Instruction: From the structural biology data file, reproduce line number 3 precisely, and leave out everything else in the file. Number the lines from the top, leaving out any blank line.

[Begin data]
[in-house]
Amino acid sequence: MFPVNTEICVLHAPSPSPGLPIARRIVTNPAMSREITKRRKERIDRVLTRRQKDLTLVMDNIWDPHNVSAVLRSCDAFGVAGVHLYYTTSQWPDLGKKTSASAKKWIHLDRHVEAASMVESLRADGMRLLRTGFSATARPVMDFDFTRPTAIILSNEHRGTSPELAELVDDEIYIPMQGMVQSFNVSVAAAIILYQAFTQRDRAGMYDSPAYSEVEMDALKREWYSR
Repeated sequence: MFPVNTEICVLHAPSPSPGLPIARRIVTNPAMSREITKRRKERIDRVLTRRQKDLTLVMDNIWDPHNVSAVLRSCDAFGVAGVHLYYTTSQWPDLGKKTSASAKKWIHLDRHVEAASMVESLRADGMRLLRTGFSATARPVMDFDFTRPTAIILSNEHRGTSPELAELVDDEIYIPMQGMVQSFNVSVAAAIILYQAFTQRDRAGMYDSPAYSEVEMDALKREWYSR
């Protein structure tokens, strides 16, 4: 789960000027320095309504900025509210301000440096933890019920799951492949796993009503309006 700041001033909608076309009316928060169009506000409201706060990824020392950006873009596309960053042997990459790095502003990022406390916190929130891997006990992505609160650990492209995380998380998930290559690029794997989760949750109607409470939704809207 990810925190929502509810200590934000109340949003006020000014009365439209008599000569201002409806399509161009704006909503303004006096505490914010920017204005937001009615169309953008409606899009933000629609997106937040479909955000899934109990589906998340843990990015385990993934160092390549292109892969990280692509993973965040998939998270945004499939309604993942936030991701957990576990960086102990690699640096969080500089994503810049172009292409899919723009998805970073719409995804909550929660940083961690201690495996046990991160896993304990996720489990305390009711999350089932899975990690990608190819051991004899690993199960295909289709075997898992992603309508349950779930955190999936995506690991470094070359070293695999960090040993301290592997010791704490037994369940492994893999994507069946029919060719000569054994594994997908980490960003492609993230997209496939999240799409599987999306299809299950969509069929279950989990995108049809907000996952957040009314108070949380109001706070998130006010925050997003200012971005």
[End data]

Repeated sequence: MFPVNTEICVLHAPSPSPGLPIARRIVTNPAMSREITKRRKERIDRVLTRRQKDLTLVMDNIWDPHNVSAVLRSCDAFGVAGVHLYYTTSQWPDLGKKTSASAKKWIHLDRHVEAASMVESLRADGMRLLRTGFSATARPVMDFDFTRPTAIILSNEHRGTSPELAELVDDEIYIPMQGMVQSFNVSVAAAIILYQAFTQRDRAGMYDSPAYSEVEMDALKREWYSR